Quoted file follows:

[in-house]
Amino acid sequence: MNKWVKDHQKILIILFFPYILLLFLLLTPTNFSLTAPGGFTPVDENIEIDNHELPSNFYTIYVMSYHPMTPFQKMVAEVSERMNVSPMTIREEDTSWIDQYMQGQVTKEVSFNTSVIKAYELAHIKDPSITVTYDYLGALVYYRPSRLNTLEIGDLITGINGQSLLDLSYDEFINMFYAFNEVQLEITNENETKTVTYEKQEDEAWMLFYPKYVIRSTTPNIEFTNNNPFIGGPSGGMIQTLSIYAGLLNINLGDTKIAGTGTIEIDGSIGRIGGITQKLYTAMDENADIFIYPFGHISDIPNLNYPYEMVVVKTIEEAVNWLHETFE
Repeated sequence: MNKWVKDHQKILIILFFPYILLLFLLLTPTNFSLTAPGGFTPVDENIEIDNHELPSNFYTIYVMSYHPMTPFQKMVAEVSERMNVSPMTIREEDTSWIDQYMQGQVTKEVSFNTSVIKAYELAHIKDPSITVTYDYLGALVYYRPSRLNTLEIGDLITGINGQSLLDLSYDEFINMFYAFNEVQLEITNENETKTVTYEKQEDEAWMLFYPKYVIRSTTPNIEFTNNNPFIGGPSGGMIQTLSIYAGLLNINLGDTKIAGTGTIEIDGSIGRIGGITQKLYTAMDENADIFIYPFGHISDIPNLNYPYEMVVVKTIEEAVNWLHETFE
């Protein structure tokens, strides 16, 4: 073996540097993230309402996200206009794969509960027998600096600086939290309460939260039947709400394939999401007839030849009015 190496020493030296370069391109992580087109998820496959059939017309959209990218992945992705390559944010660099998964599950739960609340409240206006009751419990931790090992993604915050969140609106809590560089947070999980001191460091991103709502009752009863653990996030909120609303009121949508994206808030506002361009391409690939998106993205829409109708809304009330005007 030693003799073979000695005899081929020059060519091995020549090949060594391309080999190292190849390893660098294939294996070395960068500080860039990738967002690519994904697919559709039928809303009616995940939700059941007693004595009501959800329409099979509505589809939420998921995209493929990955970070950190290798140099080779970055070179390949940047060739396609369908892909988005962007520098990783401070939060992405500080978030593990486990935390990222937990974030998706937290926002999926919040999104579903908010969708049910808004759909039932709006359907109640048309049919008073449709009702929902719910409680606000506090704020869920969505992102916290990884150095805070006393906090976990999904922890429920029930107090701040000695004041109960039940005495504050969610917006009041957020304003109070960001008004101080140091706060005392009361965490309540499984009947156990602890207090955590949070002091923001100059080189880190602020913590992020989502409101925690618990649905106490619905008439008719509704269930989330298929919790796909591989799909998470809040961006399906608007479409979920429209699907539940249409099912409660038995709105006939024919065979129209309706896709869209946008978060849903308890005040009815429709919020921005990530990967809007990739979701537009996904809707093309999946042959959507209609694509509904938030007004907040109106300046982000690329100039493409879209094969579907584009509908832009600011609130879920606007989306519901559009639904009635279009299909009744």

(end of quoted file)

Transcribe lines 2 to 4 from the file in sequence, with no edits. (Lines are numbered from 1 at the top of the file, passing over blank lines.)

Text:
Amino acid sequence: MNKWVKDHQKILIILFFPYILLLFLLLTPTNFSLTAPGGFTPVDENIEIDNHELPSNFYTIYVMSYHPMTPFQKMVAEVSERMNVSPMTIREEDTSWIDQYMQGQVTKEVSFNTSVIKAYELAHIKDPSITVTYDYLGALVYYRPSRLNTLEIGDLITGINGQSLLDLSYDEFINMFYAFNEVQLEITNENETKTVTYEKQEDEAWMLFYPKYVIRSTTPNIEFTNNNPFIGGPSGGMIQTLSIYAGLLNINLGDTKIAGTGTIEIDGSIGRIGGITQKLYTAMDENADIFIYPFGHISDIPNLNYPYEMVVVKTIEEAVNWLHETFE
Repeated sequence: MNKWVKDHQKILIILFFPYILLLFLLLTPTNFSLTAPGGFTPVDENIEIDNHELPSNFYTIYVMSYHPMTPFQKMVAEVSERMNVSPMTIREEDTSWIDQYMQGQVTKEVSFNTSVIKAYELAHIKDPSITVTYDYLGALVYYRPSRLNTLEIGDLITGINGQSLLDLSYDEFINMFYAFNEVQLEITNENETKTVTYEKQEDEAWMLFYPKYVIRSTTPNIEFTNNNPFIGGPSGGMIQTLSIYAGLLNINLGDTKIAGTGTIEIDGSIGRIGGITQKLYTAMDENADIFIYPFGHISDIPNLNYPYEMVVVKTIEEAVNWLHETFE
């Protein structure tokens, strides 16, 4: 073996540097993230309402996200206009794969509960027998600096600086939290309460939260039947709400394939999401007839030849009015 190496020493030296370069391109992580087109998820496959059939017309959209990218992945992705390559944010660099998964599950739960609340409240206006009751419990931790090992993604915050969140609106809590560089947070999980001191460091991103709502009752009863653990996030909120609303009121949508994206808030506002361009391409690939998106993205829409109708809304009330005007 030693003799073979000695005899081929020059060519091995020549090949060594391309080999190292190849390893660098294939294996070395960068500080860039990738967002690519994904697919559709039928809303009616995940939700059941007693004595009501959800329409099979509505589809939420998921995209493929990955970070950190290798140099080779970055070179390949940047060739396609369908892909988005962007520098990783401070939060992405500080978030593990486990935390990222937990974030998706937290926002999926919040999104579903908010969708049910808004759909039932709006359907109640048309049919008073449709009702929902719910409680606000506090704020869920969505992102916290990884150095805070006393906090976990999904922890429920029930107090701040000695004041109960039940005495504050969610917006009041957020304003109070960001008004101080140091706060005392009361965490309540499984009947156990602890207090955590949070002091923001100059080189880190602020913590992020989502409101925690618990649905106490619905008439008719509704269930989330298929919790796909591989799909998470809040961006399906608007479409979920429209699907539940249409099912409660038995709105006939024919065979129209309706896709869209946008978060849903308890005040009815429709919020921005990530990967809007990739979701537009996904809707093309999946042959959507209609694509509904938030007004907040109106300046982000690329100039493409879209094969579907584009509908832009600011609130879920606007989306519901559009639904009635279009299909009744």